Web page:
Creating Promising Futures Through Social Construction
The Taos Institute newsletter is a monthly newsletter with updates, events, articles, and resources for all those interested in the Taos Institute and social construction. We hope you enjoy receiving our newsletter in your email inbox each month. To sign up to receive the newsletter, see the sign-up link on this page - www.taosinstitute.net/join-our-mailing-list.
Brief Encounters from the Taos Institute are a way to share constructionist ideas with you. Each month a member of the Taos Institute board of directors or an associate will share an idea or experience that might be an inspiration for you and others.
This month, two of our Associates from Kenya, Nelly Nduta Ndirangu and James Karanja Kamau, talk about their work in their community delivering a curriculum that looks at ways of going on together, even in times of conflict…
by Nelly Nduta Ndirangu and James Karanja Kamau
We work with a local NGO in Kenya called the KIMO Wellness Foundation. Our mission is to work towards peacebuilding, conflict resolution, and community-building. We want to share with you a story about our recent project. After each election in our country, there is unrest. We wanted to work on finding ways to lessen that unrest following the election this year. Our journey began with the hope of creating reconciliation in conflicting communities, and working with victims of ethnic and political conflicts.
Our team developed a curriculum and a dialogue process that we took into the communities and villages in our area. The goal was to train, teach and create opportunities to learn together about what strengths we have as communities, how we can support each other, and find ways to keep the peace after the election. We invited the various local organizations, youth, schools, religious organizations, etc. to be part of this project.
We thought that we had everything we needed to nurture relationships with organizations and diverse communities with which we would need to work. The composition of the Kimo training team was culturally and professionally diverse, including Counselors and Psychologists, Psychiatrists, Social Workers, Addiction Practitioners, Teachers, Public Health Workers and Medics We carefully embraced the symbol of the young fig tree from the Aberdare forest which grows in our hilly ancestral land of Muranga County in Central Kenya. The fig tree is a symbol of peace and unity in the African culture. This is a sacred place that prohibits the shedding of human blood. Our curriculum was aimed at empowering leaders and institutional teams and was based on ideas drawn from social constructionism and Appreciative Inquiry. With everything ready, we invited the local community teams to come and sit down together.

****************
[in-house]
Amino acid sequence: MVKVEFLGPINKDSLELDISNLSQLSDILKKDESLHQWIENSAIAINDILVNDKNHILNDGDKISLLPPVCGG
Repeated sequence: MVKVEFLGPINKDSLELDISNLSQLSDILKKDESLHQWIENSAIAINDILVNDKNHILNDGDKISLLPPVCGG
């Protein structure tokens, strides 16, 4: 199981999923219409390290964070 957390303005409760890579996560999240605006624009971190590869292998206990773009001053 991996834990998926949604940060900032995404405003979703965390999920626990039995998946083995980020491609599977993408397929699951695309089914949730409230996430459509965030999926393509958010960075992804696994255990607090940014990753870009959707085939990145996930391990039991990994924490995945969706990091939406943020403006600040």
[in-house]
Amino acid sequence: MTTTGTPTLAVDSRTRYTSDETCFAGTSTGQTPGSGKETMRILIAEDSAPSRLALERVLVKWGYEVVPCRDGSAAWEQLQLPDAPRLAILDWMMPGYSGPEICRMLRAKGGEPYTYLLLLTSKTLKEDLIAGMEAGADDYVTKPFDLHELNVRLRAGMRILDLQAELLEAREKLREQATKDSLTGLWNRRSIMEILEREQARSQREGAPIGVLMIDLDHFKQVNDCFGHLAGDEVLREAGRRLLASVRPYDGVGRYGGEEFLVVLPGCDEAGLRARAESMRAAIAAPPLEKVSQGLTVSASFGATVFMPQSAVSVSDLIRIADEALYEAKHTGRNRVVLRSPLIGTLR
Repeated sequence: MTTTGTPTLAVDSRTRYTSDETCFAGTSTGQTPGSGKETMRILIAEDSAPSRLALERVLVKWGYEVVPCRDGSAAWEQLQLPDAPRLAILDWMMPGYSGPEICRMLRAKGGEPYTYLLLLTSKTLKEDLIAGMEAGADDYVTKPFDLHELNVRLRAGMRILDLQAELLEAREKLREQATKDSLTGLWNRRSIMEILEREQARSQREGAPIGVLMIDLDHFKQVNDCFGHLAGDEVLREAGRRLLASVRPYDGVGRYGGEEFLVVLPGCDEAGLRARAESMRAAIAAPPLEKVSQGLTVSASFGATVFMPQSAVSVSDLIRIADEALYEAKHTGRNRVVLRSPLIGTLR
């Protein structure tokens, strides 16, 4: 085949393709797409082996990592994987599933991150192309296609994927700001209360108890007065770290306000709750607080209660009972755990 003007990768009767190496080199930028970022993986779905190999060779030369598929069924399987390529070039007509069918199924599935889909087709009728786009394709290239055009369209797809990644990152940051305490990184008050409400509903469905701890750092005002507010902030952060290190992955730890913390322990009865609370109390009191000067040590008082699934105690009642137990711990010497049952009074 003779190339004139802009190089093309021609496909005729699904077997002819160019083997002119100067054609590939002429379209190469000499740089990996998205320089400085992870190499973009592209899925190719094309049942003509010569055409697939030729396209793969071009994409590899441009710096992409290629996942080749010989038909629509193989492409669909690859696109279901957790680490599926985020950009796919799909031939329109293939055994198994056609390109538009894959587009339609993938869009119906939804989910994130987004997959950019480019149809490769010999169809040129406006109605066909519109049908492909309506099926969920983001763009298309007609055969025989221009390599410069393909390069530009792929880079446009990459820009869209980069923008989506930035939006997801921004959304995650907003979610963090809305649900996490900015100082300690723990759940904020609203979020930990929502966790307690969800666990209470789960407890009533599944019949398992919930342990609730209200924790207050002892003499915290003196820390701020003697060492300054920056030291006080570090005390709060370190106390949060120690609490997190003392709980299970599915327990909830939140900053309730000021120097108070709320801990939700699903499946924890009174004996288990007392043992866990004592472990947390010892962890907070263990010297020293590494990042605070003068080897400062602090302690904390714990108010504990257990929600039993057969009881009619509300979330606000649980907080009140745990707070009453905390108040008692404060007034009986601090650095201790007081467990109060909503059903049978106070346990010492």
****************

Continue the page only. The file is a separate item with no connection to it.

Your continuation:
Our first encounter
Our program team experienced challenges as we began interacting with the local communities. Our professional status had little significance to the community groups in resolving their present issues. The Kimo team realized that we had to learn to appreciate and adopt the local ways of being and realized that we would have to borrow practices from local cultural strengths. The program team took on the slogan, “Tukae Tusemesane,” which in the Kenyan local language means “Let’s sit down and reason together,” in order to create strong relationships within the communities. Our second encounter
We also recognized that there was a need to develop a language of “strengths” and we used the Appreciative Inquiry process to do this. We invited community leaders to discuss through dialogical processes how to co-exist together without trying to reconcile political and ethnic differences. We were able to identify a set of character strengths and core virtues that seemed to be present and recognized within and across all the conflicting communities. With these strengths and values we were able to challenge the communities to embrace processes that would create peaceful co-existence with each other following the elections. As we sat together under the indigenous fig tree, we identified common ground to resolve their long existing conflicts. The communities resolved that they could live together even without trying to reconcile their ethnic practices and different political affiliations.
Kimo also worked with the youths in the communities and explored ways that their talents could help them to stand as ambassadors and become an army of peace in their communities and institutions. They created a display that showed a green cloth as a representation of our golden land of Kenya full of plenty while the red cloth is an indication that we attained our freedom by shedding blood regardless of ethnicity or political grouping. White dots indicate peaceful co-existence with each other.
They realized that together as a community, they had pushed their colonizers out of Kenya. This realization helped them realize that they wanted to remain united without having to shed any brothers’ or sisters’ blood. They would do this by working with their strengths such as love, gratitude, hope, bravery and worked on ways to spread the strengths outward throughout the community. In their social life, and through the dialogic practices, the youth learned to deepen their vocabulary of strengths as well as their capacity for dialogue about ways to unite them as one Kenyan community with common goals in life.
Through appreciative practices and dialogue, both the leaders and the youth began to appreciate the fact that they are bound by a common bond of citizenship as Kenyans. Furthermore, they uncovered that each community has a right to land ownership and to enjoying their own cultural practices as set by their creator. Indeed, we “sat down and reasoned together.”
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